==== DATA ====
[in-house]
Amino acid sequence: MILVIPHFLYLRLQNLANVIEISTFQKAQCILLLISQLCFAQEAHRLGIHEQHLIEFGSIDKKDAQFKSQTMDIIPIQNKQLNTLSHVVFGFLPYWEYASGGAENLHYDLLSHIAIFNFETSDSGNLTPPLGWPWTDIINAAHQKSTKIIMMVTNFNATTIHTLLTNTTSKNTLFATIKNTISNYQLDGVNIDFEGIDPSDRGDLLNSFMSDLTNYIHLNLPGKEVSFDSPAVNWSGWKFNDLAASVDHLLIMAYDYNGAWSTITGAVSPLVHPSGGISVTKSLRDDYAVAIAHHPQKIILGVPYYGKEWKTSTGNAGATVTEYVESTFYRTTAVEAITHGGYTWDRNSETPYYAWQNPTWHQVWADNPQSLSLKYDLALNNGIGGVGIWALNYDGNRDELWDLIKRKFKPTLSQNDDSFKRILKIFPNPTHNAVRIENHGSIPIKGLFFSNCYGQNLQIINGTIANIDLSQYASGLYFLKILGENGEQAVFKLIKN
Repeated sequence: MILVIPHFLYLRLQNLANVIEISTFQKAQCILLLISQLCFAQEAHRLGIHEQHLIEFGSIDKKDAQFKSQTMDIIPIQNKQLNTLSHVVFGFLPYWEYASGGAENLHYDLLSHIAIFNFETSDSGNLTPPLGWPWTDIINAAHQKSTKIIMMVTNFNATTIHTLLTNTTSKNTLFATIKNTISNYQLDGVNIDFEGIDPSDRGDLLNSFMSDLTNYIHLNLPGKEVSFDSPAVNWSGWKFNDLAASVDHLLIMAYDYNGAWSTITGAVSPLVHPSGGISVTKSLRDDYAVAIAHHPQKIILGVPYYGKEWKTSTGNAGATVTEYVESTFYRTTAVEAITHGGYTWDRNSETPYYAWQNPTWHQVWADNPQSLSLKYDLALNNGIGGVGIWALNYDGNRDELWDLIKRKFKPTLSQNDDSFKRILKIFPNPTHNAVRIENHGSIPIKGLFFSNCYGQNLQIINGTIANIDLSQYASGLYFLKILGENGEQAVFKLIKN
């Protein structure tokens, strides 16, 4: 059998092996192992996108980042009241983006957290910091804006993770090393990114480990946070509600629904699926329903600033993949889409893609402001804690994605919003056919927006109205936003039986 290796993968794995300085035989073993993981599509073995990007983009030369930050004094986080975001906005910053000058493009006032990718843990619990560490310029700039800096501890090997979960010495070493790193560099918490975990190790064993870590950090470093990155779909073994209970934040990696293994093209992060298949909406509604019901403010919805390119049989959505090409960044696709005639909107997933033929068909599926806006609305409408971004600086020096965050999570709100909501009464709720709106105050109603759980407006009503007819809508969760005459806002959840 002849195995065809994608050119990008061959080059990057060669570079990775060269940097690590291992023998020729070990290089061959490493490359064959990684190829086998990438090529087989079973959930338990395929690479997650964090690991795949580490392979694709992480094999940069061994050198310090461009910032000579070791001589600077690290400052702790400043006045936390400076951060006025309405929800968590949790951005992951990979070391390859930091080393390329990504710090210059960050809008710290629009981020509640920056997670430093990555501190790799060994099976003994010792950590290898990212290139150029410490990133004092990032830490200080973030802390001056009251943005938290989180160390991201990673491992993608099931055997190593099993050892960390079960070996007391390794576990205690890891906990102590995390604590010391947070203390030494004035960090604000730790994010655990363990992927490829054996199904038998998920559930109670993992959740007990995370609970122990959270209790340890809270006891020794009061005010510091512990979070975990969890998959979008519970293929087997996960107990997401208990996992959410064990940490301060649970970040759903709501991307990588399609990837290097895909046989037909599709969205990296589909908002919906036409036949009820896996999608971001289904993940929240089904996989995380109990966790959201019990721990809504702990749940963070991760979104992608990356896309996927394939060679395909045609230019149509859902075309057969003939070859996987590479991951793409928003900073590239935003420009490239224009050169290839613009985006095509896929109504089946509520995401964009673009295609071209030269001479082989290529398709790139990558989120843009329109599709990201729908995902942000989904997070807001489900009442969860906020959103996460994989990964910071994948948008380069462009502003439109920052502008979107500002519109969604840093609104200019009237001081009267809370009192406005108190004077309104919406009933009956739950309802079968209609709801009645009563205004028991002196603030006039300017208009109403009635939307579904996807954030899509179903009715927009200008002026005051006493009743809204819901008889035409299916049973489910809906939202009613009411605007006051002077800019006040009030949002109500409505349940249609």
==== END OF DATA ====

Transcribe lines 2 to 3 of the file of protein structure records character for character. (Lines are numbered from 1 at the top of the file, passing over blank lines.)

Amino acid sequence: MILVIPHFLYLRLQNLANVIEISTFQKAQCILLLISQLCFAQEAHRLGIHEQHLIEFGSIDKKDAQFKSQTMDIIPIQNKQLNTLSHVVFGFLPYWEYASGGAENLHYDLLSHIAIFNFETSDSGNLTPPLGWPWTDIINAAHQKSTKIIMMVTNFNATTIHTLLTNTTSKNTLFATIKNTISNYQLDGVNIDFEGIDPSDRGDLLNSFMSDLTNYIHLNLPGKEVSFDSPAVNWSGWKFNDLAASVDHLLIMAYDYNGAWSTITGAVSPLVHPSGGISVTKSLRDDYAVAIAHHPQKIILGVPYYGKEWKTSTGNAGATVTEYVESTFYRTTAVEAITHGGYTWDRNSETPYYAWQNPTWHQVWADNPQSLSLKYDLALNNGIGGVGIWALNYDGNRDELWDLIKRKFKPTLSQNDDSFKRILKIFPNPTHNAVRIENHGSIPIKGLFFSNCYGQNLQIINGTIANIDLSQYASGLYFLKILGENGEQAVFKLIKN
Repeated sequence: MILVIPHFLYLRLQNLANVIEISTFQKAQCILLLISQLCFAQEAHRLGIHEQHLIEFGSIDKKDAQFKSQTMDIIPIQNKQLNTLSHVVFGFLPYWEYASGGAENLHYDLLSHIAIFNFETSDSGNLTPPLGWPWTDIINAAHQKSTKIIMMVTNFNATTIHTLLTNTTSKNTLFATIKNTISNYQLDGVNIDFEGIDPSDRGDLLNSFMSDLTNYIHLNLPGKEVSFDSPAVNWSGWKFNDLAASVDHLLIMAYDYNGAWSTITGAVSPLVHPSGGISVTKSLRDDYAVAIAHHPQKIILGVPYYGKEWKTSTGNAGATVTEYVESTFYRTTAVEAITHGGYTWDRNSETPYYAWQNPTWHQVWADNPQSLSLKYDLALNNGIGGVGIWALNYDGNRDELWDLIKRKFKPTLSQNDDSFKRILKIFPNPTHNAVRIENHGSIPIKGLFFSNCYGQNLQIINGTIANIDLSQYASGLYFLKILGENGEQAVFKLIKN